No. 12, Part 1: Almsgiving's call to generosity beyond dollar signs

February 13, 2020
by Stephanie Clary Catholic News Service

A traditional way to approach the Lenten practice of almsgiving is to give from the excess that you create by fasting.

For example, according to Catholic Relief Services, you save approximately $3 per person, per meal, when you abstain from serving meat. By that estimate, eating meat-free on every Friday during Lent could save a single person more than $60 and a family of four more than $250 (and that’s not including the additional fasting on Ash Wednesday).

By choosing to abstain from eating meat on more days than the obligatory Fridays, one could save an even more significant amount of funds throughout Lent to then give to the organization or organizations of his or her choosing.

This approach of giving from the excess of what you give up connects the Lenten pillars (consider praying about it, too) to reinforce the interconnected dynamic of how we all exist, survive and flourish as the body of Christ and creation of God.

It’s also a convenient way to be able to financially give a little more than usual without drastically affecting your budget.

But what if you are unable to fast for health or safety reasons or what if you already live a frugal lifestyle without funds to spare? Does this mean that you are unable to participate fully in the three Lenten pillars — fasting, praying and almsgiving — because you are unable to donate money somewhere this Lent? Of course not.

Almsgiving does not have to take the form of financial alms. There are many ways to be generous toward others that do not require excess in your bank account (or a bank account at all, for that matter).

It’s easy to focus on the financial aspect of almsgiving because the organizations that we care about, including the church, can always use additional funding to help live out their missions.

But the examples we have of the body of Christ and how each part contributes to the whole do not rely upon every member always making financial contributions. They rely on the many parts exercising their own individually unique gifts and talents for the benefit of the whole (see 1 Cor 12).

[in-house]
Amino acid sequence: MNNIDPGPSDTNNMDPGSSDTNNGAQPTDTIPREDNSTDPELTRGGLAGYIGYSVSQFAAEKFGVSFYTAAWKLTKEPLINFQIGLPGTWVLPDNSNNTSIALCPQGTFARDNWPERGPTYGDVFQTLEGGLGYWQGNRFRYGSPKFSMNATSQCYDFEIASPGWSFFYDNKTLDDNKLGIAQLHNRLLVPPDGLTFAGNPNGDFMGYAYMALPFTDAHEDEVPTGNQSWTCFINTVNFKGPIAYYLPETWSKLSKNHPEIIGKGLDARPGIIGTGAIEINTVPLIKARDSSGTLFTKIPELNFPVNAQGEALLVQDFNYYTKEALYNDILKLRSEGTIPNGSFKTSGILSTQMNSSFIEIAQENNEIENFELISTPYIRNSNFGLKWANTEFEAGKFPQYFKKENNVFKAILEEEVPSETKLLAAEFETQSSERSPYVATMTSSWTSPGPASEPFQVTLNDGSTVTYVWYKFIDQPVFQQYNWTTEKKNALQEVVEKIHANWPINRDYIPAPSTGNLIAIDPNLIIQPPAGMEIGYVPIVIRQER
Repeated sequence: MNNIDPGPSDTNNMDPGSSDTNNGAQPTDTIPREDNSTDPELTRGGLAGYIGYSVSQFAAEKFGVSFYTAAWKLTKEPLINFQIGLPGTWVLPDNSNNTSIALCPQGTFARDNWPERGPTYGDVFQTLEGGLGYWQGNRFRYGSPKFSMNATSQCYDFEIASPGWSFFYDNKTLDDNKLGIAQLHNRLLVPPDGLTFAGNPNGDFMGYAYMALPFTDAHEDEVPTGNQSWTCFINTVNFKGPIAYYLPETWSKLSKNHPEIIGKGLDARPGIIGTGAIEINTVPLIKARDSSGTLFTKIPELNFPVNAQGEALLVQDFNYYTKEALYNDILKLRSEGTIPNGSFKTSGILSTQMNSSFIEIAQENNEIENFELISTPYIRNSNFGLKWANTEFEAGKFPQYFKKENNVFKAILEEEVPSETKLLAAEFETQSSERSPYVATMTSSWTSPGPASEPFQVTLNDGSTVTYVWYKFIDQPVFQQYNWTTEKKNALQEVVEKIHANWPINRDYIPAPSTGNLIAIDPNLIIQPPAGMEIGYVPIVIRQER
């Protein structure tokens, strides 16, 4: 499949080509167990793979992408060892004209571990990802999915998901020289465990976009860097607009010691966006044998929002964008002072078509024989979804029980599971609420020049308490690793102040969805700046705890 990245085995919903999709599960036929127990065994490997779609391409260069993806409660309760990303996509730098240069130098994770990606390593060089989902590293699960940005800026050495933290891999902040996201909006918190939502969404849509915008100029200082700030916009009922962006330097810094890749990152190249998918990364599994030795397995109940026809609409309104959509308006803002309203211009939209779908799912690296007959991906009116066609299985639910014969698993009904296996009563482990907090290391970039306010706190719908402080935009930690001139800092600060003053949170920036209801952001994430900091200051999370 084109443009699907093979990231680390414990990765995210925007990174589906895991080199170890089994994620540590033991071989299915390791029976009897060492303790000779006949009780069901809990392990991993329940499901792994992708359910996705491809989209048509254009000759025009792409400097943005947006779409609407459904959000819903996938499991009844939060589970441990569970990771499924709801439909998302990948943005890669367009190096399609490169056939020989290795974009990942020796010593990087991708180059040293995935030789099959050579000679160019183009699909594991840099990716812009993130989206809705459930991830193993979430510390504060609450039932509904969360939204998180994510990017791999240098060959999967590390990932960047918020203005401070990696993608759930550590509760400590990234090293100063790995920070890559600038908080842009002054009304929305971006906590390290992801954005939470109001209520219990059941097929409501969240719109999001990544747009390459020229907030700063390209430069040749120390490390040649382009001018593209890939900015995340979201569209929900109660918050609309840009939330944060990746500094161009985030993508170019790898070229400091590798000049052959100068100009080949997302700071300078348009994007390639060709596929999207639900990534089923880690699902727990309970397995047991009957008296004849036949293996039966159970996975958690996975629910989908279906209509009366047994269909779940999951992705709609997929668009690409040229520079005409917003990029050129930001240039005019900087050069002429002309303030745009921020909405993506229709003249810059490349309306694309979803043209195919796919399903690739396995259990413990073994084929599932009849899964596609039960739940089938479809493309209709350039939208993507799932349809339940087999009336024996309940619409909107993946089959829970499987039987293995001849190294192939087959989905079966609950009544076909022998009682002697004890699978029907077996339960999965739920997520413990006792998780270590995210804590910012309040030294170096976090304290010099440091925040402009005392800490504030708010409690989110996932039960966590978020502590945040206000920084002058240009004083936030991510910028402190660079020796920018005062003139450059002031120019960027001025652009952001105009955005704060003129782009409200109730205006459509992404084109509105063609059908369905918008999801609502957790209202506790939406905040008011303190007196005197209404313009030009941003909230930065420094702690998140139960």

Scripture tells us of Martha and Mary being generous with their hospitality when Jesus visits their home (Lk 10:38-42). Peter, Thomas, Nathanael and the sons of Zebedee were generous with their talent of fishing when they shared their breakfast catch with Jesus and the others on the shore (Jn 21:10-13).

Volunteers serve breakfast to the needy at a shelter in Mount Clemens, Mich. Almsgiving does not have to take the form of financial alms. There are many ways to be generous toward others that do not require excess in your bank account. CNS photo/Jim West.

The women were generous with their time when they approached Jesus’ tomb with embalming materials after his crucifixion (Lk 23:55-24:1). Early followers of Christ were generous with their belongings, sharing with anyone who was in need (Acts 2:44-45).

And Paul was generous with his praise as he wrote to various early Christian communities and spoke of others who were living for Christ.

Like the companions of Jesus and other early followers of Christ, Christians today also find themselves in various contexts with different gifts to offer. If you’re strapped for cash this Lent, consider giving alms — or generously supporting others — with one of these alternative methods to monetary donations.

— Be generous with your time. Check in with your parish or other local nonprofits to see if there are any volunteer opportunities coming up in which you could participate. If there aren’t structured volunteer services, offer to clean, organize, do yardwork or anything else that they might need some extra help with during the spring.

— Be generous with your talents. What are you good at? What do you enjoy doing? See if your parish or another organization that you would like to support could use any (free) help in those areas.

— Be generous with your belongings. In the consumerist culture of Western society today, it’s easier than ever to live among an overabundance of things. Clean out your closet, toy chest, bookshelf or wherever in your home seems a little cluttered and donate the items that you no longer need to a parish thrift store, homeless shelter, daycare or other nonprofit in need.

— Be generous with your hospitality. Invite friends, family or colleagues over for a home-cooked meal. Or prepare a meal and deliver it to the door of someone who could use the support right now, such as parents with young children, those who are sick, healing or otherwise mobility-limited, new neighbors or those preparing for a move, or anyone who happens to be in a particularly busy season of life right now.

— Be generous with your praise. Personal recommendations go a long way in the digital age. The sort of promotion that comes with likes, comments and shares on social media sites can be so effective that we have a name for people who do it regularly: influencers.

If you are unable to make monetary donations to the church or organizations that you would like to support this Lent, consider providing a boost online by liking or commenting on posts, sharing a website link or leaving a review.

Your influence just might help somebody else encounter the cause that you care about, and you’ll have helped the organization without costing them, or you, a penny.

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